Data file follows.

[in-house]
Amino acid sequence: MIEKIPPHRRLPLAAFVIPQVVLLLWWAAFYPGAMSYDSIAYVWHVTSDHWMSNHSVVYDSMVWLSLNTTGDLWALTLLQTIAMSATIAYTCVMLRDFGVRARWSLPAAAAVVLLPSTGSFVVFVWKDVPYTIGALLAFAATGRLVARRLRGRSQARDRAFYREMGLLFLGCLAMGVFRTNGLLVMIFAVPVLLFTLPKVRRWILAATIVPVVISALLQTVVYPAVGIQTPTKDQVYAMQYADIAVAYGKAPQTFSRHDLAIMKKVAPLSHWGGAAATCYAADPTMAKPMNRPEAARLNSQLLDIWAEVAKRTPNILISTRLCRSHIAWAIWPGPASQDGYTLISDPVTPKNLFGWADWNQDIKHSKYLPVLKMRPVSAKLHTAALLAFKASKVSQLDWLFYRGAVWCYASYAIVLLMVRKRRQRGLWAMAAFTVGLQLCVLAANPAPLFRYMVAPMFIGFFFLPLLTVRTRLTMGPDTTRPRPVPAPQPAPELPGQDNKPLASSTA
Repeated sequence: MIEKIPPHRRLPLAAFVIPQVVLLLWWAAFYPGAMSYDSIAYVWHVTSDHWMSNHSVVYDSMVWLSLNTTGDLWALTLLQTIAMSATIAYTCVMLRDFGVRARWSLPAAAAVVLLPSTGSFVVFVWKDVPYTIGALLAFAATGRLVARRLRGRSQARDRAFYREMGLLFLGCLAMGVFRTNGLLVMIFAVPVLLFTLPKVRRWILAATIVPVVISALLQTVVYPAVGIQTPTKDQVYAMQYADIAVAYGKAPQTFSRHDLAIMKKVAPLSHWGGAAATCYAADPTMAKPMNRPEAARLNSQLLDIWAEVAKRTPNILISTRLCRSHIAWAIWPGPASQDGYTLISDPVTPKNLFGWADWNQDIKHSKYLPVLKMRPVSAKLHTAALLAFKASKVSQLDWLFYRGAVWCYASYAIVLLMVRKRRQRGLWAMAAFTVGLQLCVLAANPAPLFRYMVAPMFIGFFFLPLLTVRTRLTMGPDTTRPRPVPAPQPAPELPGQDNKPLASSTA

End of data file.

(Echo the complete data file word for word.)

[in-house]
Amino acid sequence: MIEKIPPHRRLPLAAFVIPQVVLLLWWAAFYPGAMSYDSIAYVWHVTSDHWMSNHSVVYDSMVWLSLNTTGDLWALTLLQTIAMSATIAYTCVMLRDFGVRARWSLPAAAAVVLLPSTGSFVVFVWKDVPYTIGALLAFAATGRLVARRLRGRSQARDRAFYREMGLLFLGCLAMGVFRTNGLLVMIFAVPVLLFTLPKVRRWILAATIVPVVISALLQTVVYPAVGIQTPTKDQVYAMQYADIAVAYGKAPQTFSRHDLAIMKKVAPLSHWGGAAATCYAADPTMAKPMNRPEAARLNSQLLDIWAEVAKRTPNILISTRLCRSHIAWAIWPGPASQDGYTLISDPVTPKNLFGWADWNQDIKHSKYLPVLKMRPVSAKLHTAALLAFKASKVSQLDWLFYRGAVWCYASYAIVLLMVRKRRQRGLWAMAAFTVGLQLCVLAANPAPLFRYMVAPMFIGFFFLPLLTVRTRLTMGPDTTRPRPVPAPQPAPELPGQDNKPLASSTA
Repeated sequence: MIEKIPPHRRLPLAAFVIPQVVLLLWWAAFYPGAMSYDSIAYVWHVTSDHWMSNHSVVYDSMVWLSLNTTGDLWALTLLQTIAMSATIAYTCVMLRDFGVRARWSLPAAAAVVLLPSTGSFVVFVWKDVPYTIGALLAFAATGRLVARRLRGRSQARDRAFYREMGLLFLGCLAMGVFRTNGLLVMIFAVPVLLFTLPKVRRWILAATIVPVVISALLQTVVYPAVGIQTPTKDQVYAMQYADIAVAYGKAPQTFSRHDLAIMKKVAPLSHWGGAAATCYAADPTMAKPMNRPEAARLNSQLLDIWAEVAKRTPNILISTRLCRSHIAWAIWPGPASQDGYTLISDPVTPKNLFGWADWNQDIKHSKYLPVLKMRPVSAKLHTAALLAFKASKVSQLDWLFYRGAVWCYASYAIVLLMVRKRRQRGLWAMAAFTVGLQLCVLAANPAPLFRYMVAPMFIGFFFLPLLTVRTRLTMGPDTTRPRPVPAPQPAPELPGQDNKPLASSTA